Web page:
Tuesday, September 7, 2021

IN: Parents And Their Rights

 Indiana is one of several states that has some version of a Parents Bill of Rights, in their case "released" back in June by the state Attorney General Todd Rokita, a GOP politician who hoped to follow in Mike Pence's footsteps, but couldn't quite make it. AG was kind of his political comeback. Democrats called the Bill of Rights a continuation of his 2024 gubernatorial campaign.

Rokita says, “Education policy and curriculum should reflect the values of Indiana families while meeting the mandatory requirements set forth in law." And in fact this particular batch of rights is mostly about being able to overrule your child's school:

*To question and address your child’s school officials and school board members at publicly designated meetings with proper notice of the meetings provided
*To question and review the curriculum taught in your child’s school by questioning local school boards and school administrators
*To expect that the academic curriculum taught in your child’s school aligns with Indiana and federal law
*To participate in the selection and approval of academic standards for the State of Indiana
*To obtain educational materials and curriculum taught to your child in the classroom
*To run as a candidate for your local school board

Rokita has heard first hand from parents around the state (because these kinds of laws/rules/edicts are always handed down because "some people told me they really want this" and never" because it suits my personal ideology" or "because I think this will be good for getting votes) and they are concerned about "the ideologies being imposed in their child's school curriculum."

It's an interesting stance to come across during Labor Day weekend, a weekend marked by articles reminding us that child labor laws ended the notion that children were the property of anyone--not employers, not parents, not anyone. It's also part of the general picture of education in Indiana, where voucher schools include a variety of schools teaching that evolution never happened, that Black Lives Matter causes racial strife, and that "black immigration" is how all those Black folks got here. Also, even though slavery was bad, "much was done in the name of abolition that was as evil as the institution of slavery itself."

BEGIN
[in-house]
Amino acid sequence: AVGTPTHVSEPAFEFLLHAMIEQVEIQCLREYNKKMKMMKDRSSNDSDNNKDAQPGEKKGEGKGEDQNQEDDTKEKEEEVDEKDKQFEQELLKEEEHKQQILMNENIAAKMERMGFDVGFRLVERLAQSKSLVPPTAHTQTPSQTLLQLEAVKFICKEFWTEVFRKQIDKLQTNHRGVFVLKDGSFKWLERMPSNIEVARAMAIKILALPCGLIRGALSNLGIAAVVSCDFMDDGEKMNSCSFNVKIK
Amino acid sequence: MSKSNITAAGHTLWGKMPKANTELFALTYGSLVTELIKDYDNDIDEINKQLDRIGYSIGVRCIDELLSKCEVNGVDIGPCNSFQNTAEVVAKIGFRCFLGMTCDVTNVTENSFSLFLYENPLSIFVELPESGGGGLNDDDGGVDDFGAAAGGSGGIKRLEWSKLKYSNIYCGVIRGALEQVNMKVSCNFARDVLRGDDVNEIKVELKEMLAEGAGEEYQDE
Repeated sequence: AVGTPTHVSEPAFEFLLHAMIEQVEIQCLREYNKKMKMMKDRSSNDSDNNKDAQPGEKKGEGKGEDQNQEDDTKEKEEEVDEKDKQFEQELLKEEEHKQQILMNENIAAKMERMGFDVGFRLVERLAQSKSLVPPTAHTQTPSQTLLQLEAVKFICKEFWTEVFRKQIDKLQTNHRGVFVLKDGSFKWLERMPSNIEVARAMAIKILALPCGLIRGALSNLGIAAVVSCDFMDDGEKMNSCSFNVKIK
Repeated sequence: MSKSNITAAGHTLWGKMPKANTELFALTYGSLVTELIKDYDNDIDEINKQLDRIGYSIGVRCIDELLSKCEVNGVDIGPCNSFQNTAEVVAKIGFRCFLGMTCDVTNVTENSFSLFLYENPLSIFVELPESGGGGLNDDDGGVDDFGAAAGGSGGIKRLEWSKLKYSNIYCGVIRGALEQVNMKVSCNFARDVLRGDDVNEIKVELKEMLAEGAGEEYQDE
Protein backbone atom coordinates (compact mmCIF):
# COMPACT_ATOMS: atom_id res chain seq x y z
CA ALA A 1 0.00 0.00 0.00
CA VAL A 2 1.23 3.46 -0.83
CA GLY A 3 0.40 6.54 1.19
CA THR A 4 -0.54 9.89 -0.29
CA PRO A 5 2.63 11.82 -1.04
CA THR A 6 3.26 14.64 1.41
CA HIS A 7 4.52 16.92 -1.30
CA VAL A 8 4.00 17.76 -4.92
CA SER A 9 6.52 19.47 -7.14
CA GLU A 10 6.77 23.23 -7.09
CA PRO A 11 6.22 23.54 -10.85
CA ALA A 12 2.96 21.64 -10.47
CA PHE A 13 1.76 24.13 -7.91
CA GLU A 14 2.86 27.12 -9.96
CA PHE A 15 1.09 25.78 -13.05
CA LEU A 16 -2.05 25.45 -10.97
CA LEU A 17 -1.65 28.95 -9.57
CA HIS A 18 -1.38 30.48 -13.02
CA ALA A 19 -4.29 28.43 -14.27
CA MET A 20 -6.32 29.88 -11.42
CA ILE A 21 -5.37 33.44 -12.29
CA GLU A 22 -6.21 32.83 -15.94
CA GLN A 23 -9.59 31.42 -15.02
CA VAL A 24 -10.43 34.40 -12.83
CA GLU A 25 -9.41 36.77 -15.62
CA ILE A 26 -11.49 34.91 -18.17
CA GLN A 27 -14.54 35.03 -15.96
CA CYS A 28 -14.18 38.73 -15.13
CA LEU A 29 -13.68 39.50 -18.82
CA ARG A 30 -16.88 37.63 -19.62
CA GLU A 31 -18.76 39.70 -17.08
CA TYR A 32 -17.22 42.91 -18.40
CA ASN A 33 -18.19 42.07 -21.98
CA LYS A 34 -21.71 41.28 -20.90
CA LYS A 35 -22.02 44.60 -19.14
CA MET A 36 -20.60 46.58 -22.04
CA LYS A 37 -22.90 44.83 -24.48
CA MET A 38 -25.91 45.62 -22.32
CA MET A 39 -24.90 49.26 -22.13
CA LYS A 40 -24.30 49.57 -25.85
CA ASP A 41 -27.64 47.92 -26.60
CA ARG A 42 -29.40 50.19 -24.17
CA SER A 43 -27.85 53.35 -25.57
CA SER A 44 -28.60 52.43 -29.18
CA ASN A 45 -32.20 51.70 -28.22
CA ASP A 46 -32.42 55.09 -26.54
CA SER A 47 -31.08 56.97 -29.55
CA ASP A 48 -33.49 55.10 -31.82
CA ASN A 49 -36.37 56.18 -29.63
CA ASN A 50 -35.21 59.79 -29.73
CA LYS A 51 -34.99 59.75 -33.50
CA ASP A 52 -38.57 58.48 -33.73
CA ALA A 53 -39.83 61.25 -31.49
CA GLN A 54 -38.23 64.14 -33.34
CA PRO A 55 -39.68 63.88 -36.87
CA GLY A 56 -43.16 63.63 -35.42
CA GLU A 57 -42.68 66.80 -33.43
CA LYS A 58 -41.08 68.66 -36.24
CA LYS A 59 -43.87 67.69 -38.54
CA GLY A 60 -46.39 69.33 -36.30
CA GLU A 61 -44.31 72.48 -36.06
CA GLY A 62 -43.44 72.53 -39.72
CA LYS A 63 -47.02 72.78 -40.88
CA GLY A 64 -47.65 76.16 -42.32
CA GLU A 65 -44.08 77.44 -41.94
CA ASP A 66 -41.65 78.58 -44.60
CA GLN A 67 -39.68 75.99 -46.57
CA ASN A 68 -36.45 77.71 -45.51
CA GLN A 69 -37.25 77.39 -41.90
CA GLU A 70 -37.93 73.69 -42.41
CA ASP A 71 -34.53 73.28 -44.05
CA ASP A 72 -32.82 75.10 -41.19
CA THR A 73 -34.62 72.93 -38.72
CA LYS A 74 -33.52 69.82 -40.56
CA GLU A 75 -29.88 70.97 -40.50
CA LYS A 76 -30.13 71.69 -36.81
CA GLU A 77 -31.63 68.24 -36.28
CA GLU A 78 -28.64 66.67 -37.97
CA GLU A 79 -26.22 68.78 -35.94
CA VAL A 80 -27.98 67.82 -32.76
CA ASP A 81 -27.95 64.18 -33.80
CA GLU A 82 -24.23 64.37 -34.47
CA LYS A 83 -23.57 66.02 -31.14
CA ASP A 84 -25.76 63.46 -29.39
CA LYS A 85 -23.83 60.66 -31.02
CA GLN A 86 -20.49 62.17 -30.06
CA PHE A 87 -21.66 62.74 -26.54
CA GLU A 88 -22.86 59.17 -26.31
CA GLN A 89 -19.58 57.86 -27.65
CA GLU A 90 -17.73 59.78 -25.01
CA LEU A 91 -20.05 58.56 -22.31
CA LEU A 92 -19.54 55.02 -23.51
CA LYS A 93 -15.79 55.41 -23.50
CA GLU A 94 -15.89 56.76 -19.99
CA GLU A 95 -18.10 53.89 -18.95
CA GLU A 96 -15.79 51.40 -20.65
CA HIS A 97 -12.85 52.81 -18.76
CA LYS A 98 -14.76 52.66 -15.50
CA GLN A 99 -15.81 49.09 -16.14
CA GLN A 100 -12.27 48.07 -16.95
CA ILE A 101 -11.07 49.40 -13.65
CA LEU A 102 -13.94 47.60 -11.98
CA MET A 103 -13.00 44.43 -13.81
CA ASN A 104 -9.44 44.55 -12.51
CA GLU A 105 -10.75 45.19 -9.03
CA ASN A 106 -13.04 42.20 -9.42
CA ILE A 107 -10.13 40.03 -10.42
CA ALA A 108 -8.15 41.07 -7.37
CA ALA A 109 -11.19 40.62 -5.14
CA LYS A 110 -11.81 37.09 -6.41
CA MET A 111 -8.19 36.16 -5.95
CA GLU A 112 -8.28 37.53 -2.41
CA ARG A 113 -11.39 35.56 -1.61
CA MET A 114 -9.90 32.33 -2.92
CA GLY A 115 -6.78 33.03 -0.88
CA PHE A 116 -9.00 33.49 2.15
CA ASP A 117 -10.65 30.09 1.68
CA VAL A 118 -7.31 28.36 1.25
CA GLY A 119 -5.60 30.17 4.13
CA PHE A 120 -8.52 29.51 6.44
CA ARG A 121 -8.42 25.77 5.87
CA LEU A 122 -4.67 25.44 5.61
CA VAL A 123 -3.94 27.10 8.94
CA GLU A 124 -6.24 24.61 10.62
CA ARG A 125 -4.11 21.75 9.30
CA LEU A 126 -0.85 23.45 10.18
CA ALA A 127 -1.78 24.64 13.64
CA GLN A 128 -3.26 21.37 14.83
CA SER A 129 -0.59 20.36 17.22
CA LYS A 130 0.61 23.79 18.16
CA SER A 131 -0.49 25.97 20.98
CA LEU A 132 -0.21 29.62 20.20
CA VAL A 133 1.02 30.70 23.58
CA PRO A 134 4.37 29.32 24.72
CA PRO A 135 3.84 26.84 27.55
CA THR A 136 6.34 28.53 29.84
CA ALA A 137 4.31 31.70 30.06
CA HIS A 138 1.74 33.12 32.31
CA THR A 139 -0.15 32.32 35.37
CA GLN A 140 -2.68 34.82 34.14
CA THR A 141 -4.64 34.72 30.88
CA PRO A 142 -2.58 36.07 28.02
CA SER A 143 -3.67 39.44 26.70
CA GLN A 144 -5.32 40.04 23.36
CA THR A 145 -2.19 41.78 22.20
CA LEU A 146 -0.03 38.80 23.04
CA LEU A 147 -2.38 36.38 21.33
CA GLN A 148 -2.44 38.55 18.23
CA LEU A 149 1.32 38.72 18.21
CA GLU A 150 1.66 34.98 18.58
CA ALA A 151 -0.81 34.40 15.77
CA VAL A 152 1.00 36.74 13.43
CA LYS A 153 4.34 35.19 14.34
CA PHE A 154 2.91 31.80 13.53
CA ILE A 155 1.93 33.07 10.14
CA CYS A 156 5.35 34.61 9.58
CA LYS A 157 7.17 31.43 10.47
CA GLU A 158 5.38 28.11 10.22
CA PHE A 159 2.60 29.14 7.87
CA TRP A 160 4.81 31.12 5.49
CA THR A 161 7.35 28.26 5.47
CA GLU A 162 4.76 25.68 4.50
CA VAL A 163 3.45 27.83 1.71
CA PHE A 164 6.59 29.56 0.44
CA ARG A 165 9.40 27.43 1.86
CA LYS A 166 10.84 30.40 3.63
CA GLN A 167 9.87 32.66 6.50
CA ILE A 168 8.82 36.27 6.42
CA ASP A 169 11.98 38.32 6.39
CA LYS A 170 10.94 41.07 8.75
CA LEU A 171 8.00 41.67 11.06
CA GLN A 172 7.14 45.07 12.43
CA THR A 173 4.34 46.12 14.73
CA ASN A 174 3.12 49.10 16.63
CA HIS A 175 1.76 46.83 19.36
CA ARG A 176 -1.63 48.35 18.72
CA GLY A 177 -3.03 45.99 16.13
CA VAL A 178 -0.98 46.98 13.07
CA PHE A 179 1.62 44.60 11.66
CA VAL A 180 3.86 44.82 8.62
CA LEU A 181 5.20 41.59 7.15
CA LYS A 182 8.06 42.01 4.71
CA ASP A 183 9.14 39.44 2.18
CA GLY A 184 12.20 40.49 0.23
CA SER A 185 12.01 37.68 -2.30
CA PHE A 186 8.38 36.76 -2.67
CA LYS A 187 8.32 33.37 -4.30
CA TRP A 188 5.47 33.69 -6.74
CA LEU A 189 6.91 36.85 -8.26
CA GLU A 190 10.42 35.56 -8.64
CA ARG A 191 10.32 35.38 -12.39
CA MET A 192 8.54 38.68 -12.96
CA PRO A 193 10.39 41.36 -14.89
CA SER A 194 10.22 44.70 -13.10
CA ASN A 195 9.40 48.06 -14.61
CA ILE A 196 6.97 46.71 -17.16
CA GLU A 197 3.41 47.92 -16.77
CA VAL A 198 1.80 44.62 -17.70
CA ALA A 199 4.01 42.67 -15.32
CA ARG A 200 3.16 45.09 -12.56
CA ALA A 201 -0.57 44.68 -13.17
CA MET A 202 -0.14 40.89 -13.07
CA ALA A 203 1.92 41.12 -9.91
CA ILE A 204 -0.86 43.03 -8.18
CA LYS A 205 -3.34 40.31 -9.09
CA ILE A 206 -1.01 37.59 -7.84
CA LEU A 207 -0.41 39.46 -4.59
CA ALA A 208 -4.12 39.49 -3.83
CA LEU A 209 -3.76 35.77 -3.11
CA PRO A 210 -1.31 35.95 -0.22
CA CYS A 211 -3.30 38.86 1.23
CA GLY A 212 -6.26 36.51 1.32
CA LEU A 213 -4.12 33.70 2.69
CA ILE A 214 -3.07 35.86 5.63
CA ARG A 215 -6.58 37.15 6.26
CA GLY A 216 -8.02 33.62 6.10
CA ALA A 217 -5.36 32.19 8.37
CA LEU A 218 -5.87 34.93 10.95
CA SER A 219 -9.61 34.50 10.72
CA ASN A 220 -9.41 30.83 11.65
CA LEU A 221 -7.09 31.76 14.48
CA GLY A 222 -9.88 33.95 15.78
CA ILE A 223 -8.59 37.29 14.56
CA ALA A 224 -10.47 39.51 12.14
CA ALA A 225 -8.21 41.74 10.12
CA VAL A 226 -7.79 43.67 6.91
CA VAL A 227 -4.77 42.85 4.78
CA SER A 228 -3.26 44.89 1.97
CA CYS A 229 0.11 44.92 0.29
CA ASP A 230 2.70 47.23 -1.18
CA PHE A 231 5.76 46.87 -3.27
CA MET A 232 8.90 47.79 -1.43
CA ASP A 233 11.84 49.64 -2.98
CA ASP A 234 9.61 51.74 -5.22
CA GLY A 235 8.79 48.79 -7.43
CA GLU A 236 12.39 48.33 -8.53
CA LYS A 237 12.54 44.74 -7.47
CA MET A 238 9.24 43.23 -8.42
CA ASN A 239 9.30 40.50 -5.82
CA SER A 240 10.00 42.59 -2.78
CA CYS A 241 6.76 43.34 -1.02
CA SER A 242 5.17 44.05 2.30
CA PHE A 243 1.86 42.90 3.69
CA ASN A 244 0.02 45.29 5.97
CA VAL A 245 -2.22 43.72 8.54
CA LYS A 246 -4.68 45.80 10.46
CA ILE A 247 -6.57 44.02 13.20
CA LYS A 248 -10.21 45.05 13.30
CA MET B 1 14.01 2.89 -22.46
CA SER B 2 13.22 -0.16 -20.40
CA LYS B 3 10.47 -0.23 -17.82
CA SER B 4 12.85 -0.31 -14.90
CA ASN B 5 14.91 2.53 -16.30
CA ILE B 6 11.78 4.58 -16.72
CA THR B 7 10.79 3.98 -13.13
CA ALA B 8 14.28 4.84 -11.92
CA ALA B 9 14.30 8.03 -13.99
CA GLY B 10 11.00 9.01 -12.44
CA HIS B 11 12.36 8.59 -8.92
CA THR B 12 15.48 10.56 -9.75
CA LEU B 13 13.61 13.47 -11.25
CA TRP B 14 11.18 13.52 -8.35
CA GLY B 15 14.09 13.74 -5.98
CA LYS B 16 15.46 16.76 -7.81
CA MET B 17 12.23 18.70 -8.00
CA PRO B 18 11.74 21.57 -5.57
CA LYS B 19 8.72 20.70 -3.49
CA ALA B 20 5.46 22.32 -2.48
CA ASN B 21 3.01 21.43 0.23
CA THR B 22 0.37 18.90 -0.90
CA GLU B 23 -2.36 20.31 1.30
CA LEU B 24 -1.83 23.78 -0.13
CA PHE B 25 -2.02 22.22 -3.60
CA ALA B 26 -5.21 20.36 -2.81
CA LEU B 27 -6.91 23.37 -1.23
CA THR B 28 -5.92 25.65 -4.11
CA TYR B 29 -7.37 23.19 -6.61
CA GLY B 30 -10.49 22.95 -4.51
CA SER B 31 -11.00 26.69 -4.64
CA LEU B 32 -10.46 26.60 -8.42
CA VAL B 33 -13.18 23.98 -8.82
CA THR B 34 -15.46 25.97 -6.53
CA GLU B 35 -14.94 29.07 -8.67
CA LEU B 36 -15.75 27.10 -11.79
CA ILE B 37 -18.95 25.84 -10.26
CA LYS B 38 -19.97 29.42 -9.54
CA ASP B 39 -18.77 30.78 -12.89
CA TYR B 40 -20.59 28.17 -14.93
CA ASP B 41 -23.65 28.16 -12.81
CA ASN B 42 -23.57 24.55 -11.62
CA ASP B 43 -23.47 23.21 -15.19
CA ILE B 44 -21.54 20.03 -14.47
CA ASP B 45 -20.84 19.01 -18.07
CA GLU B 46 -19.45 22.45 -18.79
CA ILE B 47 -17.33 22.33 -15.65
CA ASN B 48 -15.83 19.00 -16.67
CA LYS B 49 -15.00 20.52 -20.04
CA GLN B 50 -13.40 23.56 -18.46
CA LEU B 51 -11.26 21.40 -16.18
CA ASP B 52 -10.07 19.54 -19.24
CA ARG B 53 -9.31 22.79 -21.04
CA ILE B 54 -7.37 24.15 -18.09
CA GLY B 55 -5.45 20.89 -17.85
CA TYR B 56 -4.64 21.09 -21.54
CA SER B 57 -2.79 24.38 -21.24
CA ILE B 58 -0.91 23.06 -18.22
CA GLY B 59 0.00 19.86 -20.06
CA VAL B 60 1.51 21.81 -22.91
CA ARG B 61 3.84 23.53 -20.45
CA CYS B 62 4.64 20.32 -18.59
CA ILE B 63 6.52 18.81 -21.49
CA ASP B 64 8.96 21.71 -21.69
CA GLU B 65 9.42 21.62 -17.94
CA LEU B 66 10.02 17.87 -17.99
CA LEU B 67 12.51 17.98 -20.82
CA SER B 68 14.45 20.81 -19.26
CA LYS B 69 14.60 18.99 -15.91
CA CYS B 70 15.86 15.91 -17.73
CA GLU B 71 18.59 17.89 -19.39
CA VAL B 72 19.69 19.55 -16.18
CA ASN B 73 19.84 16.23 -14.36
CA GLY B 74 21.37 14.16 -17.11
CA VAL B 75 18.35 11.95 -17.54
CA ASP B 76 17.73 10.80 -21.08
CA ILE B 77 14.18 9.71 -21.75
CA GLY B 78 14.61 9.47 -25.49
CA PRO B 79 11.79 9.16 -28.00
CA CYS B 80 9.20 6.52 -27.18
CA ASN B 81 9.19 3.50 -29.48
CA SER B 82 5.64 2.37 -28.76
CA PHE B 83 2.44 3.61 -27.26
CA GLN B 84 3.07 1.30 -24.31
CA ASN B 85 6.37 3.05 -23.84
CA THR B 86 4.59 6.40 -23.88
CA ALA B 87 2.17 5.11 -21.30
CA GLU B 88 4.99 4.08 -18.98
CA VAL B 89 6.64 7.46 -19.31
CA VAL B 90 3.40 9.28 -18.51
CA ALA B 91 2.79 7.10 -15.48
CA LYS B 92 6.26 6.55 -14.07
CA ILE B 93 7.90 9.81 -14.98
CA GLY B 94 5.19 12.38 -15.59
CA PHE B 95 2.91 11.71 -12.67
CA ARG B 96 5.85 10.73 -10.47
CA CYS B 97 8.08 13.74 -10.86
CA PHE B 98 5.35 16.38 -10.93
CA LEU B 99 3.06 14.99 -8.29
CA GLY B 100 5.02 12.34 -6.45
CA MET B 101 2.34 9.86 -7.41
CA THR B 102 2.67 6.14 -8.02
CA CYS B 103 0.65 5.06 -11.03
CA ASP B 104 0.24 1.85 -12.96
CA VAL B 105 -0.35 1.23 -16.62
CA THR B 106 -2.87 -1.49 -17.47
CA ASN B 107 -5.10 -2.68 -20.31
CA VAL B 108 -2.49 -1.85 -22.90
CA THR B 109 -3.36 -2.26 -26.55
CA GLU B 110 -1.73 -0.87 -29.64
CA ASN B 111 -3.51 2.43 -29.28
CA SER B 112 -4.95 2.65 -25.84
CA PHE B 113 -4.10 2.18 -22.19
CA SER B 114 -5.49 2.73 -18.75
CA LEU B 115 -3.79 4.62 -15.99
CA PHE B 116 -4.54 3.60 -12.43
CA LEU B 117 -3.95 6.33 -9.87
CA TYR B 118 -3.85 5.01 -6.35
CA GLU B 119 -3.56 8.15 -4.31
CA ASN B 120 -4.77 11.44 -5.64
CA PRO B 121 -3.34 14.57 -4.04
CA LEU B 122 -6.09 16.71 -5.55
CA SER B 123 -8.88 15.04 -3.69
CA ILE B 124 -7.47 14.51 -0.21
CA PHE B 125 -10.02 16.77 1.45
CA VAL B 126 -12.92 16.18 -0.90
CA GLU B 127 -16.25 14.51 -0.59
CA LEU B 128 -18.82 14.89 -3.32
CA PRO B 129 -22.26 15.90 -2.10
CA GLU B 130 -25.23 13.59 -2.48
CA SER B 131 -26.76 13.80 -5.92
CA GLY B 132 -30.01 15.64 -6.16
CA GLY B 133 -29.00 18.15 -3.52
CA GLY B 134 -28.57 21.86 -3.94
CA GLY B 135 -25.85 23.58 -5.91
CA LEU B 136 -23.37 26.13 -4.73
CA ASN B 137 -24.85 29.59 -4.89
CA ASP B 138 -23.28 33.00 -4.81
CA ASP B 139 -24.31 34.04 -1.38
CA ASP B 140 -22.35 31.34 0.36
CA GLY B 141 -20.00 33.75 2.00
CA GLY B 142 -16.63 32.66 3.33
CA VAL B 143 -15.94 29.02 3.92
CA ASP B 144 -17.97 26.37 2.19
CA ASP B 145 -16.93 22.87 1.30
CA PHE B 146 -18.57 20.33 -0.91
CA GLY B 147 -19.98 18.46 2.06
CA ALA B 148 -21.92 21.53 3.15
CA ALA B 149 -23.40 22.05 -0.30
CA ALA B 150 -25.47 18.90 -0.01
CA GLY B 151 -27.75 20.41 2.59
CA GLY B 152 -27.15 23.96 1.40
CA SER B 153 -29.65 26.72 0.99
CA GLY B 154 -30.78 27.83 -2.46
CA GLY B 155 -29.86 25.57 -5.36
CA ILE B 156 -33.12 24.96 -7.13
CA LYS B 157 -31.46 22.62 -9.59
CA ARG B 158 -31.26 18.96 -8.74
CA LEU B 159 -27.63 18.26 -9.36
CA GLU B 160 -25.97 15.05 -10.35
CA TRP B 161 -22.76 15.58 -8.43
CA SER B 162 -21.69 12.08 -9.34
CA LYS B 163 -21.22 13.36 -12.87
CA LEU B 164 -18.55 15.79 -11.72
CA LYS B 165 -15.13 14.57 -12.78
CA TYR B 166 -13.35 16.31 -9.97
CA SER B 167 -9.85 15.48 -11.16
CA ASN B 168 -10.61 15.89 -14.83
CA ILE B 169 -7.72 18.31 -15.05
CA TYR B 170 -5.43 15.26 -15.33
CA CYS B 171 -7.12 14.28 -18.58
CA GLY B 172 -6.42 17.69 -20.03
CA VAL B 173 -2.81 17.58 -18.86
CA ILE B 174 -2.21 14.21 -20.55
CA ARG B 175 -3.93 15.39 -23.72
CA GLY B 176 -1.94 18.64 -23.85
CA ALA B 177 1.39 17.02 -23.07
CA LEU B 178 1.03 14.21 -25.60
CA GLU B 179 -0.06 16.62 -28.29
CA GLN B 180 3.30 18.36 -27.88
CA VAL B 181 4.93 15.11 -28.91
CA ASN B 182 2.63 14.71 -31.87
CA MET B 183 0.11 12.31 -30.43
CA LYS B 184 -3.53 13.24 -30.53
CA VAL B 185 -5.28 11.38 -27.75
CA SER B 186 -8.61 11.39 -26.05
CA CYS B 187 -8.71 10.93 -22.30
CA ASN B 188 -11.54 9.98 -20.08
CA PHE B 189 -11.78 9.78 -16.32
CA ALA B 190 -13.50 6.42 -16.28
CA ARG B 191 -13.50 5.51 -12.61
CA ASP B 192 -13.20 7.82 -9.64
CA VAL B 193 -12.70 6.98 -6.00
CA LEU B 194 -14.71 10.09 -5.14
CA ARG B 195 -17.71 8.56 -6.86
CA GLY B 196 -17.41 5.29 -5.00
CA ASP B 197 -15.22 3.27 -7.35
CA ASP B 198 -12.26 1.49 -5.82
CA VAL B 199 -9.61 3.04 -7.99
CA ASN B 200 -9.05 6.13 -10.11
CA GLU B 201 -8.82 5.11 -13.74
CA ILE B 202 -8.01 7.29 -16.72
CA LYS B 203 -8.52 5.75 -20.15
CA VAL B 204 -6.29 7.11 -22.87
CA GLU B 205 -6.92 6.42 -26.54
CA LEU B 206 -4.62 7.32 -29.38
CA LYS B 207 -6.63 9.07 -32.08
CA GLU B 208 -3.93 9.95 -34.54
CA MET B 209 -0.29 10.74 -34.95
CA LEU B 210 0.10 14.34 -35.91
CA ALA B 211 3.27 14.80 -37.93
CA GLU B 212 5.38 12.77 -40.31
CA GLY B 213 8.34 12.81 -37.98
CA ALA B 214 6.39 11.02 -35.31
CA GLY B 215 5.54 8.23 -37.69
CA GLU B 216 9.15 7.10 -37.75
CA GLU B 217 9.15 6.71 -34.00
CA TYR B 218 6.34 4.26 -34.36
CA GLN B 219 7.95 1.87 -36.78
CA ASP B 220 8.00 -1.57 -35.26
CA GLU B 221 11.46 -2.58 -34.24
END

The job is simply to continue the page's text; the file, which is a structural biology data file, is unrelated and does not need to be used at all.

So we end up with this weirdly tilted system where a parent can complain that their child is being exposed to "critical race theory" stuff, even as tax dollars go to private schools that teach the very biased view of history that CRT aims to point out. 

Meanwhile, of course, if you're not a parent, but just a citizen, taxpayer or employer who has thoughts about what students need to learn in order to take a spot as a responsible member of society, you get no say at all. It is parents who get the tools to craft a version of reality that suits them, everyone else be damned. 

Sigh. It's not that I don't get it--at least sort of. You raise your babies and you send them out into the world and you give control of a part of their lives over to people who are not you, and that is scary. But if your world view is so fragile that exposure to any single contradictory viewpoint jeopardizes it, maybe you need to reconsider. 

1 comment:

  1. "But if your world view is so fragile that exposure to any single contradictory viewpoint jeopardizes it, maybe you need to reconsider."

    Or as I often put it: if you're so worried that your kid is going to instantly comply with what any authority tells them, maybe you shouldn't have taught them to do that.